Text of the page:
—Ricki Lewis


Take Five? Researchers Say Grab an Hour


Courtesy of Fragtopia Main Event
A workday snooze may be more than the stuff of dreams—the brain may require the time out. Human performance on a visual-shape discrimination test deteriorated after subjects took repetitive tests during a day without resting. But researchers found that the subjects' optimum performance levels returned after the scientists repositioned the test objects and after the subjects took hour-long naps (S. Mednick et al., "The restorative effects of naps on perceptual deterioration," Nature Neuroscience, published online May 28, 2002, doi: 10.1038/nn864). During repetitive testing, the neurons of the early visual cortex became fatigued and experienced information overload. Psychology graduate student Sara Medwick of Harvard University says that an unvaried activity, such as typing, may become more inaccurate throughout the day. Besides a nap, she says, people also should switch tasks to avoid overtaxing any one part of the brain. "A nap allows you to go back to your optimal performance level or switch whatever part of the brain you are using," explains Medwick. "A half hour will stabilize performance, but there is much greater benefit from an hour." Medwick hopes to determine the neurological mechanisms that are responsible for sleep-dependent learning as well as those that induce learning during sleep.


Fly Research Bears Fruit


Erica P. Johnson
Already a powerful tool for studying genetic variation, Drosophila may provide insight into biodiversity and evolution in humans as well. The Human Genome Sequencing Center (HGSC) at Baylor College of Medicine in Houston recently received a $5 million grant from the National Human Genome Research Institute to sequence the genome of the fruit fly Drosophila pseudoobscura. Richard Gibbs, HGSC director, says the decision to sequence D. pseudoobscura is based on a likely sequence homology to D. melanogaster. "You want an organism that is distant enough to feature some divergence, but close enough to show some conservation, ... a lot like the relationship between mice and humans," Gibbs says. He attributes the grant to his institution's capabilities with the 'whole-shotgun' sequencing technique used in previous projects. Over the past three years, HGSC has collaborated with other institutions—public and private—to sequence D. melanogaster, rat, and slime mold. Gibbs maintains that while the Drosophila research community will be involved with annotation and data distribution, sequencing will remain an in-house project. The project is slated for completion by 2003, but Gibbs is optimistic it will be completed before the end of the year. "This would have been a big project a few years ago, but now an organism of this size can be comfortably done in one center," Gibbs says.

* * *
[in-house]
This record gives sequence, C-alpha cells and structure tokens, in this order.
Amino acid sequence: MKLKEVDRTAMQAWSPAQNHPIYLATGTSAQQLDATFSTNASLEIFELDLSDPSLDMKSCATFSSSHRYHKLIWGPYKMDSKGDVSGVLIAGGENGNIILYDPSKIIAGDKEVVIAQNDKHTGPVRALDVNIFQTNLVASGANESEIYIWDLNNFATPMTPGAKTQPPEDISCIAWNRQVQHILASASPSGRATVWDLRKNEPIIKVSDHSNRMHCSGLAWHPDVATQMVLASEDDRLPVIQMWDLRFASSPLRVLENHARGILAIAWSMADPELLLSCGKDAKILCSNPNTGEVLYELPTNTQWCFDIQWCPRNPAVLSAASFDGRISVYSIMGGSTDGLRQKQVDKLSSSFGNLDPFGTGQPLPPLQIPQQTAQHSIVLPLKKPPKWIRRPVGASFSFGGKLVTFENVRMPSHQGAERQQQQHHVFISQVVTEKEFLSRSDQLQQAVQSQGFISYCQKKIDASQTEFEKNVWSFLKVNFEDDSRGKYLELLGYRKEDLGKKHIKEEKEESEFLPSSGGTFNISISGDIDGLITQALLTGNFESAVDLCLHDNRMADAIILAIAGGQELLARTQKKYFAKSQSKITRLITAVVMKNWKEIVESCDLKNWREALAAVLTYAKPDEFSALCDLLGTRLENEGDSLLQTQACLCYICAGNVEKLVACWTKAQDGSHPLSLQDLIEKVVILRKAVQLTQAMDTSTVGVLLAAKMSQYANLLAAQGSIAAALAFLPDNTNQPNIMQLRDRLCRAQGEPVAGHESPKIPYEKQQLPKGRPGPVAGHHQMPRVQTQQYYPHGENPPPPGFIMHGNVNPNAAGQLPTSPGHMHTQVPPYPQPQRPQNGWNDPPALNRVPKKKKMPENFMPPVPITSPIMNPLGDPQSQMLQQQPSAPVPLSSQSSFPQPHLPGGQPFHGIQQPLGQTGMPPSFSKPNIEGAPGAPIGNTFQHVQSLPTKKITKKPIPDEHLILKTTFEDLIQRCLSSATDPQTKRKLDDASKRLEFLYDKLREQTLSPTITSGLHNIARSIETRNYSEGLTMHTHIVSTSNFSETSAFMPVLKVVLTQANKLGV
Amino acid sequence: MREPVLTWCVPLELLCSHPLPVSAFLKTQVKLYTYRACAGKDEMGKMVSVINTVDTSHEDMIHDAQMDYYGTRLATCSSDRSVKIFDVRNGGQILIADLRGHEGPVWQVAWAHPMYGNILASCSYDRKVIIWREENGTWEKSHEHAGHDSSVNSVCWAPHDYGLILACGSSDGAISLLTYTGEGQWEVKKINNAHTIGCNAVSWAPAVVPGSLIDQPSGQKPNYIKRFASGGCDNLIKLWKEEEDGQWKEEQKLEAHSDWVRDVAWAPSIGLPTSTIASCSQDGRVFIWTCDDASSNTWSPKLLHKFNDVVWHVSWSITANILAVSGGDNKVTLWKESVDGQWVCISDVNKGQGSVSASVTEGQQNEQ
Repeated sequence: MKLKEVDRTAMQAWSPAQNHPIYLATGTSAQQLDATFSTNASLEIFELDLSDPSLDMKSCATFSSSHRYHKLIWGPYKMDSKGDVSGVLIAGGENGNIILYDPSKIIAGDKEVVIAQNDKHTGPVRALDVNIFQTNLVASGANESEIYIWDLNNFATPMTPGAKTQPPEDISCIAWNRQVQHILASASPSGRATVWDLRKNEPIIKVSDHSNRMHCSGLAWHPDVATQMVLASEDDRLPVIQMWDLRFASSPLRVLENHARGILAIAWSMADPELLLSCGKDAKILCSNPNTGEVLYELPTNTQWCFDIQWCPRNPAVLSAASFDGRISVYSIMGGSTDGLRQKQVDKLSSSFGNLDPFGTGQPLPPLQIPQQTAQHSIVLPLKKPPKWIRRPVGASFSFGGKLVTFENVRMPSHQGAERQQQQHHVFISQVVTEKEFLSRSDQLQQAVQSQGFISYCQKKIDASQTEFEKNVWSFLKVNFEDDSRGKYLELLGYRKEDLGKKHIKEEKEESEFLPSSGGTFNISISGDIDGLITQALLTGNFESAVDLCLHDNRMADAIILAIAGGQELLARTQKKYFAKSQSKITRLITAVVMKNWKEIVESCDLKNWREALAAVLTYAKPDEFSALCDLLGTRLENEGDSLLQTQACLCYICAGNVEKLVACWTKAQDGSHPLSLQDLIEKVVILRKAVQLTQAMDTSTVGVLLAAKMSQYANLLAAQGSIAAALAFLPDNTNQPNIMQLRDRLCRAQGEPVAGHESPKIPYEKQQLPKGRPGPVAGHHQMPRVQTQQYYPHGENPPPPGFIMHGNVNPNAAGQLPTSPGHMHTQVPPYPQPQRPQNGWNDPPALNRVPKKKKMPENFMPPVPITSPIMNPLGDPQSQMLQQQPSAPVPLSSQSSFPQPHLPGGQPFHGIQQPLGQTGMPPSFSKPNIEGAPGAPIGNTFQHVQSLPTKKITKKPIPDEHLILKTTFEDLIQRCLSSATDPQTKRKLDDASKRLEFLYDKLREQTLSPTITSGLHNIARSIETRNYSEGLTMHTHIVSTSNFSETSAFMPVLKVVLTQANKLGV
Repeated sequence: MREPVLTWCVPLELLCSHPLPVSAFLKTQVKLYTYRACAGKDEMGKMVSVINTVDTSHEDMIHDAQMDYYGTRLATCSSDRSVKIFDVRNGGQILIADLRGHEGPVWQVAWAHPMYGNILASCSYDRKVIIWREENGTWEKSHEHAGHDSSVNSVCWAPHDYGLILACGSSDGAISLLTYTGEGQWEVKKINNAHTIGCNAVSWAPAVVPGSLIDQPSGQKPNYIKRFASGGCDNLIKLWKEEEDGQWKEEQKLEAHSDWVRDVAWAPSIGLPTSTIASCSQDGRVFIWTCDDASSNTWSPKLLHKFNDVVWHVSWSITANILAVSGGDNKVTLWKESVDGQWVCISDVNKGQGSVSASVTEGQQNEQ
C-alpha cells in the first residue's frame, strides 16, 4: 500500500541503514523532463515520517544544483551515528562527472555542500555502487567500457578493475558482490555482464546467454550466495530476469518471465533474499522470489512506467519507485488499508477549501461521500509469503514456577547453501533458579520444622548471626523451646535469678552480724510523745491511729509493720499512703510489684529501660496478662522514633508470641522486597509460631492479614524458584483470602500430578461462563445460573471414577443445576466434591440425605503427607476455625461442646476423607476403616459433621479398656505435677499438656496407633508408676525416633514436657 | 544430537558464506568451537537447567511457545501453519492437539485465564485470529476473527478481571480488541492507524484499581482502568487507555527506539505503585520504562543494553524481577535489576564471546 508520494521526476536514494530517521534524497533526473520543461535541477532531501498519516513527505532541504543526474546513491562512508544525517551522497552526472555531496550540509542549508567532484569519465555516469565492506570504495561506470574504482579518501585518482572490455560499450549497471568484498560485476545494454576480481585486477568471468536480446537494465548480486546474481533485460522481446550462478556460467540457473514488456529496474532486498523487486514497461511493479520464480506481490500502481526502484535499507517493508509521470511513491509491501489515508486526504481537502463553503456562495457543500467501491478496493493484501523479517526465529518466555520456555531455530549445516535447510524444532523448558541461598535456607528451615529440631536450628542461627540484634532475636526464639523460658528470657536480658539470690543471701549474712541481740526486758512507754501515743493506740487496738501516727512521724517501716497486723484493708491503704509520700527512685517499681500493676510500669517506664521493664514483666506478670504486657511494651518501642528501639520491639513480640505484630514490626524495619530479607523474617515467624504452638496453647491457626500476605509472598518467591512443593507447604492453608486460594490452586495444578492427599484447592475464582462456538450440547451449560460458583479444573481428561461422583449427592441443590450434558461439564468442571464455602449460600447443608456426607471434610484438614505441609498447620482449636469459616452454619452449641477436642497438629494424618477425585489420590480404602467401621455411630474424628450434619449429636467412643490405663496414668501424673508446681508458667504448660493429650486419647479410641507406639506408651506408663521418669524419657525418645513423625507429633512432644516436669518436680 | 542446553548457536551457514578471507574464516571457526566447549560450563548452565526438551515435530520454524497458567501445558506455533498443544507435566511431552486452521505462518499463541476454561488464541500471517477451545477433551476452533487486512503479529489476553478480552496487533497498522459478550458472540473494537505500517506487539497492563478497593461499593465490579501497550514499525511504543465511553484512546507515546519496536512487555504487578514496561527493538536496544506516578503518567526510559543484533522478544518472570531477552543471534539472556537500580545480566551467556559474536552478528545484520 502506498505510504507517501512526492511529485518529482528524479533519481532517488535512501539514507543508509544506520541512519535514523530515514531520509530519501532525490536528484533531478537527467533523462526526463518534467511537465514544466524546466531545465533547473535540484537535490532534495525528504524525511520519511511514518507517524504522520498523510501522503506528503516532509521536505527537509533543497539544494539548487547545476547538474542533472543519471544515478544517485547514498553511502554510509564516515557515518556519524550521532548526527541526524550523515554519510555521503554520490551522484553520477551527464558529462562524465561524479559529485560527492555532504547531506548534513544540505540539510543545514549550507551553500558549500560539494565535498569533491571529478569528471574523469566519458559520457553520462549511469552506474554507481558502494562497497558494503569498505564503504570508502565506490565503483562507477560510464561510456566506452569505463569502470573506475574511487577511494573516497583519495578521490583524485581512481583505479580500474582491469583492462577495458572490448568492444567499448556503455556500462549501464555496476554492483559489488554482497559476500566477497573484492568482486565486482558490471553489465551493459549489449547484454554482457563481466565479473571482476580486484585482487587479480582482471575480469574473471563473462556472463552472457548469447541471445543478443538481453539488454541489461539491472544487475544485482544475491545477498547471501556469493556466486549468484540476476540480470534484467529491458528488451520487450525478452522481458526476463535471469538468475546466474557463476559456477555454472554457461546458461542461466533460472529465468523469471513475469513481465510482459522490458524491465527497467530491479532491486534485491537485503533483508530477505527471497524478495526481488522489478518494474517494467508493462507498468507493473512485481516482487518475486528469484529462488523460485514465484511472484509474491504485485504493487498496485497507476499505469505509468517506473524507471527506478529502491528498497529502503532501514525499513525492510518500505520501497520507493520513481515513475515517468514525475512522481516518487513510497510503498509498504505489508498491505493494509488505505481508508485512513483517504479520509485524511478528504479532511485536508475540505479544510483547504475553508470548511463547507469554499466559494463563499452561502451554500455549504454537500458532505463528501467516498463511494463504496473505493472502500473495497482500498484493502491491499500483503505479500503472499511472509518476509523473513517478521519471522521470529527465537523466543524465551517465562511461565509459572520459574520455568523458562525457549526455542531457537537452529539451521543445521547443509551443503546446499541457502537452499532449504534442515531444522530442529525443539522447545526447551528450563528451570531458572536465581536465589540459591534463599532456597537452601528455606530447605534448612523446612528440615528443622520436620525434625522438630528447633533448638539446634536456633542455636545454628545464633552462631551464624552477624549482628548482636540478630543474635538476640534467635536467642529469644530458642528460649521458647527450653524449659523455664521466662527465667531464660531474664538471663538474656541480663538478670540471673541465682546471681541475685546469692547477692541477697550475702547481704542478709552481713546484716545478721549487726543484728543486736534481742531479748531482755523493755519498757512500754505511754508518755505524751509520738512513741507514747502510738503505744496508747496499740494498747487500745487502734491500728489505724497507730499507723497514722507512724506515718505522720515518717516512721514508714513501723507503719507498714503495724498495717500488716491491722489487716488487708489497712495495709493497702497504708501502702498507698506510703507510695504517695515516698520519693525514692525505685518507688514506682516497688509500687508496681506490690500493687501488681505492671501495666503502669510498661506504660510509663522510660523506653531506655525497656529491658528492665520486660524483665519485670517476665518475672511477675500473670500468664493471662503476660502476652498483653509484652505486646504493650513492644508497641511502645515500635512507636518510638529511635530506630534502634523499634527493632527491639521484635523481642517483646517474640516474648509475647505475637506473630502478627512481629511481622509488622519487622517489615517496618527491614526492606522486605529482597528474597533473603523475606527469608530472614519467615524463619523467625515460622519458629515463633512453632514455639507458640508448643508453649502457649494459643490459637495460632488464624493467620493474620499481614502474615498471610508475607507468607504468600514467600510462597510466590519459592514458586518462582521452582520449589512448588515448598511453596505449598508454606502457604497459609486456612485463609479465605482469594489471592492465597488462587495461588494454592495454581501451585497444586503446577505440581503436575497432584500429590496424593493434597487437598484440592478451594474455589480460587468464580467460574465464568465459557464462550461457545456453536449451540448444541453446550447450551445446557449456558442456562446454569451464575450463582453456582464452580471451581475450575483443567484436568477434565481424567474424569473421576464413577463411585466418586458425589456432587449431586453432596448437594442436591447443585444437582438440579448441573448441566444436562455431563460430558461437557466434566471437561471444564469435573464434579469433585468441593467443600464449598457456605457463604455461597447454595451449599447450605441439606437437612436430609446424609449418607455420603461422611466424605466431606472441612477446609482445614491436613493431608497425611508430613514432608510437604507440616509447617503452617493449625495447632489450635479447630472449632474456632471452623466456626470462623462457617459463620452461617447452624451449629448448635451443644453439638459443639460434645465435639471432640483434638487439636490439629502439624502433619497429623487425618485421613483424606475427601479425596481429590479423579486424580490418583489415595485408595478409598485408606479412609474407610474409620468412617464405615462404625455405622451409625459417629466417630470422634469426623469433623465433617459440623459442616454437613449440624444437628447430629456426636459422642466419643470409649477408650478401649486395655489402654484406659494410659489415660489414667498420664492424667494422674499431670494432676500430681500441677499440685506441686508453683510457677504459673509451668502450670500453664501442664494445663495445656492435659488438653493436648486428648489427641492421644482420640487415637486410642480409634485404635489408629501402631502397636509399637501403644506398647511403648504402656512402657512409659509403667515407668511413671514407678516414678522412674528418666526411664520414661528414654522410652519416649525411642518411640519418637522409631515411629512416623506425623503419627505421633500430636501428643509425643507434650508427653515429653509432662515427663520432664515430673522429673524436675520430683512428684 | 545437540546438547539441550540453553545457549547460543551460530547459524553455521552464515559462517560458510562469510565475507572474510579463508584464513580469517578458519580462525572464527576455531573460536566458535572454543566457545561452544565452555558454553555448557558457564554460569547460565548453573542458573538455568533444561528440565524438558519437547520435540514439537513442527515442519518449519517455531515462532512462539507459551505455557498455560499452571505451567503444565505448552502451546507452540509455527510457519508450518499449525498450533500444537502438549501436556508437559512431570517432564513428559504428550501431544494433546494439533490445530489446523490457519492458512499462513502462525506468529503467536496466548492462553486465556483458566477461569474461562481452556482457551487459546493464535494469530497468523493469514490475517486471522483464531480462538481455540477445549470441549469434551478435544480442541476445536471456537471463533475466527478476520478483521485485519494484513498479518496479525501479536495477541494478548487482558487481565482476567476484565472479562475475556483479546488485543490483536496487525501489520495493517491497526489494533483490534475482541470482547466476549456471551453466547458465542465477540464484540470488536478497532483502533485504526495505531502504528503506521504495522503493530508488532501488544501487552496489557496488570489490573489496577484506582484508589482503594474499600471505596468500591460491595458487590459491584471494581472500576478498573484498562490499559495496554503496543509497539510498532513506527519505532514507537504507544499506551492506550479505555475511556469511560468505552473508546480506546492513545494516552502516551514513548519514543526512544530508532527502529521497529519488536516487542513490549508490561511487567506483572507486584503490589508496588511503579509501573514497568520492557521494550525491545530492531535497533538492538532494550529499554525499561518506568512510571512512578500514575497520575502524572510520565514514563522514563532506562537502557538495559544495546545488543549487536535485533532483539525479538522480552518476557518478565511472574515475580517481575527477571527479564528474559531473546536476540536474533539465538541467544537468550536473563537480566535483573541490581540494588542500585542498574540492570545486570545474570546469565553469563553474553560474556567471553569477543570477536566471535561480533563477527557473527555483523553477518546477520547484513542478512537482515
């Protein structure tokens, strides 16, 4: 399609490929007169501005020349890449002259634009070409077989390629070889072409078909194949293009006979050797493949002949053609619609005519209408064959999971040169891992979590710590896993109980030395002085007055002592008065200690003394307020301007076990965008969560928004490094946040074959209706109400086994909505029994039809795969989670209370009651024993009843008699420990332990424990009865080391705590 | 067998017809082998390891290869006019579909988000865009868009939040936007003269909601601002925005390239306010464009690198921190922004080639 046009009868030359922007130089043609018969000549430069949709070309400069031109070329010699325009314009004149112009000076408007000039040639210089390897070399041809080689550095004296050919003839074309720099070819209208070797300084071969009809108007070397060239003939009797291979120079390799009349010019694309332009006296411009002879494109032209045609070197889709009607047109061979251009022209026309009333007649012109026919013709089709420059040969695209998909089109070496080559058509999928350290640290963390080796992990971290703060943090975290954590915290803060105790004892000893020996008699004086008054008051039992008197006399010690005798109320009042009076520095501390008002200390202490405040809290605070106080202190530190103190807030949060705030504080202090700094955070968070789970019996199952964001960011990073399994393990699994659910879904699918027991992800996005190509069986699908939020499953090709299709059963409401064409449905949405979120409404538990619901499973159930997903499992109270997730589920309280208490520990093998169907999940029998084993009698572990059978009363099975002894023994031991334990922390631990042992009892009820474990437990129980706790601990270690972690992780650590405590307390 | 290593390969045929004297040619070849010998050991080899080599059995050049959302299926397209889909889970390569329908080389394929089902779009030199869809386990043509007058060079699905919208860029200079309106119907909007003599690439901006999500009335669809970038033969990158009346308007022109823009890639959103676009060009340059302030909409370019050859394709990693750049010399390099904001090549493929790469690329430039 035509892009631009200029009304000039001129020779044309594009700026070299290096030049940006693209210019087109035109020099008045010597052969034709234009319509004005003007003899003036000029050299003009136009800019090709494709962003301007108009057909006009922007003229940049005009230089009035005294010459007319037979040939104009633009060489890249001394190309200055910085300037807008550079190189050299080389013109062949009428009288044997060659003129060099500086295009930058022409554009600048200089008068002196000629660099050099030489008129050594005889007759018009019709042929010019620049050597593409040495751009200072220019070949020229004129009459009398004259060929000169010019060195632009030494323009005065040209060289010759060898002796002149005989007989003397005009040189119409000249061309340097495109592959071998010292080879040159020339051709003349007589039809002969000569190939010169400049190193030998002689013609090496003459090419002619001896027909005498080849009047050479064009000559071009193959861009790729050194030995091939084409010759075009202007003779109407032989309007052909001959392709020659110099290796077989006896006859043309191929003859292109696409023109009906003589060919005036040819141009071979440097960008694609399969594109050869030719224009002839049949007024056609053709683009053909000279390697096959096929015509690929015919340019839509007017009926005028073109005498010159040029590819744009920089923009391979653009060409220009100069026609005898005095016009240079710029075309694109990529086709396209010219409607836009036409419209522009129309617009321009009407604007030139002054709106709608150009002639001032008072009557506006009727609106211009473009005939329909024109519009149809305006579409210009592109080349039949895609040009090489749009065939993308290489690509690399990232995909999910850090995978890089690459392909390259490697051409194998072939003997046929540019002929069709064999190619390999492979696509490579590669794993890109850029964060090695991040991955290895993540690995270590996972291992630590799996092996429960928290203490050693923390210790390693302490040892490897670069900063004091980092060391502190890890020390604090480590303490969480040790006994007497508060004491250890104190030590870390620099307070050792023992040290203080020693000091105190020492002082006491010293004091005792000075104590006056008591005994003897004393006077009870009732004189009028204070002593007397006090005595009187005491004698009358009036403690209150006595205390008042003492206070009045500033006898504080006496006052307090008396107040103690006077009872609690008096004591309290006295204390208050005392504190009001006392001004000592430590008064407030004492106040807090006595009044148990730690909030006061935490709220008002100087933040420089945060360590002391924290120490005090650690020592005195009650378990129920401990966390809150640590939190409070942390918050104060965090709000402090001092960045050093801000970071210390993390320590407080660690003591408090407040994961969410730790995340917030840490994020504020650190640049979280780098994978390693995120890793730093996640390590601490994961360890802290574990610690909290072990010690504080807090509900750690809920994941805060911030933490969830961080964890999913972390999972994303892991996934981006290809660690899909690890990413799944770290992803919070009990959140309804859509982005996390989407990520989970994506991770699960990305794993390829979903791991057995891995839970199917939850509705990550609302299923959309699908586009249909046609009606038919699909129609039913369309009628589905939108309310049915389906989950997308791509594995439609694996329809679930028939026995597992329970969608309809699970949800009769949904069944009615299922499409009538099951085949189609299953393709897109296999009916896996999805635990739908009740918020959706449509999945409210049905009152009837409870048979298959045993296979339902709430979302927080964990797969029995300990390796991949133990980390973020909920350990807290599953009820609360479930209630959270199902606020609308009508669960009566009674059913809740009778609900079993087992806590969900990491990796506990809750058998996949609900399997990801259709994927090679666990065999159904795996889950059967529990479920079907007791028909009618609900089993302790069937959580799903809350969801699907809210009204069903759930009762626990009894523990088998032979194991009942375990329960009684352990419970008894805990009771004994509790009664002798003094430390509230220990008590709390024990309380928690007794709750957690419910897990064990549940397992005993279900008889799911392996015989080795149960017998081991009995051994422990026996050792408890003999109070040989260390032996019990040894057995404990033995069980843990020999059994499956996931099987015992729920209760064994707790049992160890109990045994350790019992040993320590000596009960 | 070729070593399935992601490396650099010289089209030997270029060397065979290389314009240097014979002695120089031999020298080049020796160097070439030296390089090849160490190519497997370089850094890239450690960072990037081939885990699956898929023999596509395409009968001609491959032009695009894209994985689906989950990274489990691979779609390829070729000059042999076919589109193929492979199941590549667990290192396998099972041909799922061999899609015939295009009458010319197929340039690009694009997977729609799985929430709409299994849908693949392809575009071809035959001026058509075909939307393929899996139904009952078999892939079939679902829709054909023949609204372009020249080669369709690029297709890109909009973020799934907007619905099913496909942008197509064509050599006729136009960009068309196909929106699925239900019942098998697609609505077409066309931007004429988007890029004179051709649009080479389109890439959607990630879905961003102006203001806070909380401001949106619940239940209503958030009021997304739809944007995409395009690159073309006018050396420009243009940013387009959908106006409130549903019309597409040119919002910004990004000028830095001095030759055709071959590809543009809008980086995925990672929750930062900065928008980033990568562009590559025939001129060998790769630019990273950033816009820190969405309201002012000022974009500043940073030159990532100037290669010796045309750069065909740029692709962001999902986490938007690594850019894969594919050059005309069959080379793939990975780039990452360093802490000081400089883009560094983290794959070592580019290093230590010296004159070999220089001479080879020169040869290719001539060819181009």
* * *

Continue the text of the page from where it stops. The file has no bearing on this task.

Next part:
Getting Microfluidics Flowing


Courtesy of Dave Beebe Lab, University of Wisconsin-Madison
A new technique developed by university engineers can make microfluidic devices, such as the lab on a chip, in less than one-hundredth of the time now needed, according to one of the developers. "We can make devices in one or two minutes," says David Beebe, associate professor of biomedical engineering at the University of Wisconsin in Madison. This is an improvement on the reigning cheapest way, elastomeric micromolding, which requires a minimum of several hours. Reduced fabricating time can translate into cost savings, says Beebe, who developed the process with research scientist Glennys Mensing. The technique relies on liquid-phase photopolymerization to create the microfluidic channels directly from a liquid, Beebe says. Current processes involve using solids to make the channels, and then etching them away. The new process also circumvents the need for a clean room and other specialized equipment. Beebe also notes some limitations to the new technique—namely resolution. "In two minutes we can make low-resolution microfluidic devices on the order of 50- to 100-micron channels. If we want to go below that, the cost starts to creep back up, because you have to have high-resolution lithography, which implies more expense," Beebe says. The emergence of nanofluidics lays out a tougher task for the researchers as new technologies require devices with higher resolutions. "We're trying to get this process down to that scale," he states.
—Harvey Black

Advertisement
Keystone Symposia
Keystone Symposia

Follow The Scientist

icon-facebook icon-linkedin icon-twitter icon-vimeo icon-youtube
Advertisement

Stay Connected with The Scientist

  • icon-facebook The Scientist Magazine
  • icon-facebook The Scientist Careers
  • icon-facebook Neuroscience Research Techniques
  • icon-facebook Genetic Research Techniques
  • icon-facebook Cell Culture Techniques
  • icon-facebook Microbiology and Immunology
  • icon-facebook Cancer Research and Technology
  • icon-facebook Stem Cell and Regenerative Science
Advertisement
Eppendorf
Eppendorf
Advertisement
NeuroScientistNews
NeuroScientistNews
Life Technologies